"One growth factor people tend to overlook is simple geography. Young people tend to move from smaller towns and more rural areas to the nearest major city to make their life and career (trying to stay within a day's drive of their parents). DFW's "draw zone" is huge, stretching for hundreds of miles in all directions before running into potential major-metro competitors like Denver, Chicago, and Atlanta. Houston, because we're on the Gulf Coast, as well as having DFW to the north and Austin-SA to the west, has a more constrained "draw zone"."

2) There is a "sweet spot" city size in the 1 to 3 million range which has most big city advantages with fewer of the drawbacks, like traffic. Most of the fastest growing cities (on a % basis) are around that size, like Vegas, Austin, San Antonio, Charlotte, Raleigh-Durham etc. Ft. Worth offers that size town while still providing access to megapolitan amenities within a short drive, esp. DFW airport with its tremendous number of nonstop flights. In a lot of ways, it's a best of both worlds.

3) High humidity makes summer heat much more unpleasant. People want to cool off when they sweat, and then have that sweat evaporate. DFW, Atlanta, and Phoenix offer that dry heat alternative (not to mention Austin and San Antonio), while having just about as mild a winters as Houston.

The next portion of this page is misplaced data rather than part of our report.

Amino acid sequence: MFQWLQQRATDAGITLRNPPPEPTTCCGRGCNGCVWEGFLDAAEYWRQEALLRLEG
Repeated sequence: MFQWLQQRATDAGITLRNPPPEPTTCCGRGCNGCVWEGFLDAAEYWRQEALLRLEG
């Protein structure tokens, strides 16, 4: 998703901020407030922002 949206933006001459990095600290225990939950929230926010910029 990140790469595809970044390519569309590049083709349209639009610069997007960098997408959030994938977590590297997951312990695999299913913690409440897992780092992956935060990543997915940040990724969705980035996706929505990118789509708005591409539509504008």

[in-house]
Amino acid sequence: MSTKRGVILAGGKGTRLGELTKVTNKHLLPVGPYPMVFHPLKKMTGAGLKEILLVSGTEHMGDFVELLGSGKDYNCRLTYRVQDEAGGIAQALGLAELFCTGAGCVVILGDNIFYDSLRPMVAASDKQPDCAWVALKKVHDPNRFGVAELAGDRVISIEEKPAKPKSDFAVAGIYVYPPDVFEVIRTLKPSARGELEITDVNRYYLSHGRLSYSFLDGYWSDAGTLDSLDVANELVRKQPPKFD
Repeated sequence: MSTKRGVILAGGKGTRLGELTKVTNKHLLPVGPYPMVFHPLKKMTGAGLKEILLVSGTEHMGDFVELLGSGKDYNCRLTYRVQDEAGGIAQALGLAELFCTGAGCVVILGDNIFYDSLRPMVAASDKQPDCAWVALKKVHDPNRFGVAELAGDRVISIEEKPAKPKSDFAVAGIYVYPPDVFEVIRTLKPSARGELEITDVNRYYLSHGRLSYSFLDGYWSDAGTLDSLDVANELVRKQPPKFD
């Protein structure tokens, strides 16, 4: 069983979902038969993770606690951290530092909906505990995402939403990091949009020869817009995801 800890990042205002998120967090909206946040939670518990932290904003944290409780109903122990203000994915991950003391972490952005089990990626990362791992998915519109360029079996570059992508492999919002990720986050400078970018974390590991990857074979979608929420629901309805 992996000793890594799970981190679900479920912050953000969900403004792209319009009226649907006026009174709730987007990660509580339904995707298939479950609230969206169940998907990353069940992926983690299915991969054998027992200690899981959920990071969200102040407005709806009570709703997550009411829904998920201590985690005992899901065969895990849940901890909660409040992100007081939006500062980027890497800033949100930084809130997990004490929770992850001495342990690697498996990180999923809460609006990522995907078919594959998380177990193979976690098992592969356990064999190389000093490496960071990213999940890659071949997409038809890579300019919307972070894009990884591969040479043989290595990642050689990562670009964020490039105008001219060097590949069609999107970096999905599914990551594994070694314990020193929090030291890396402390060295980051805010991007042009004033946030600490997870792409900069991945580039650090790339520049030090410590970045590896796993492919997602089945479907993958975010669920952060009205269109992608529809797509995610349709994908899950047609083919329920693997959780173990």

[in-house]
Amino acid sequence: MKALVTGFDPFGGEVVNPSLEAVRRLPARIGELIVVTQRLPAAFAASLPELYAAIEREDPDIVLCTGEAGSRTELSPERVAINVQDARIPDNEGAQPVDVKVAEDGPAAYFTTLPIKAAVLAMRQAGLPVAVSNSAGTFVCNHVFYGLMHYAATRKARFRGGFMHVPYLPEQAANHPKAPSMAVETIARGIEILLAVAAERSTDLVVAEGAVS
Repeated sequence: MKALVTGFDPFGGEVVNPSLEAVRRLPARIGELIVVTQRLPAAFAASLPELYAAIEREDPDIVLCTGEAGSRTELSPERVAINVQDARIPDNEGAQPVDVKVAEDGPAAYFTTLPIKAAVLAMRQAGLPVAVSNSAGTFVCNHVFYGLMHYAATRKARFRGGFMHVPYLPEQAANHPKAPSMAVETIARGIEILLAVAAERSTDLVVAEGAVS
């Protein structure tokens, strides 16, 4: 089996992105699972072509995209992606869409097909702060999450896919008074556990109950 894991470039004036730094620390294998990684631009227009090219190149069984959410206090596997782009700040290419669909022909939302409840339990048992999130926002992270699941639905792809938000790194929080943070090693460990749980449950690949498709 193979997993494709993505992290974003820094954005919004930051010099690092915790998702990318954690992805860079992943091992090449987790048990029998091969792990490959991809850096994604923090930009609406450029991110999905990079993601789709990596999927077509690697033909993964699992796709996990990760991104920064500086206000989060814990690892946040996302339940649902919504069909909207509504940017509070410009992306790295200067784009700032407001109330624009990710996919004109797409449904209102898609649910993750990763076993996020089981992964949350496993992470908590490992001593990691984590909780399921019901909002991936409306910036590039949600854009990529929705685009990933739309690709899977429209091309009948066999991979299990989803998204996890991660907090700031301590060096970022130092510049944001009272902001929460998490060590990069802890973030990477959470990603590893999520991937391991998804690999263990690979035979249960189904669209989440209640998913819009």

In a lot of ways, it's amazing that we even keep up with cities like DFW, Atlanta, and Phoenix given the many "genetic"/geographic/climate disadvantages we start out with (i.e. nothing we can do about them). Energy and the Port certainly help make up a big part of the difference, but I think our aggressive infrastructure investments (esp. freeways) and our relatively unregulated dynamic/vibrant development environment are key success factors as well.

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At 10:31 PM, March 27, 2008, Anonymous Anonymous said...

For Atlanta, that works out to 54.6% of the population employed in 1996 vs. 48.9% employed now - an almost 6% drop, though the unemployment rate is only 0.8% higher.

-Is this due to an aging population (more retirees) or people no longer looking for work?
-Is this trend seen across the country?

At 7:43 AM, March 28, 2008, Anonymous Anonymous said...

"In a lot of ways, it's amazing that we even keep up with cities like DFW, Atlanta, and Phoenix given the many "genetic"/geographic/climate disadvantages we start out with (i.e. nothing we can do about them)."

I really don't see where you're coming from on this. There is no national perception that Houston's weather/geography is any worse than those cities, except maybe Atlanta. Dallas is surrounded by hundreds of miles of featureless prairie - compare that to the beach we have down here. Phoenix has the worse reputation for heat of any American city. A friend of mine from Dallas was visiting north Houston recently, and he remarked "I really wish we had these kinds of trees in Dallas. Houston is so different."

I think your comments on this have been somewhat tendentious - "Houston is so disadvantaged compared to those cities; only through the miracle of our unfettered free market have we been able to keep up." It's starting to wear a little thin.

At 10:58 AM, March 28, 2008, Anonymous Anonymous said...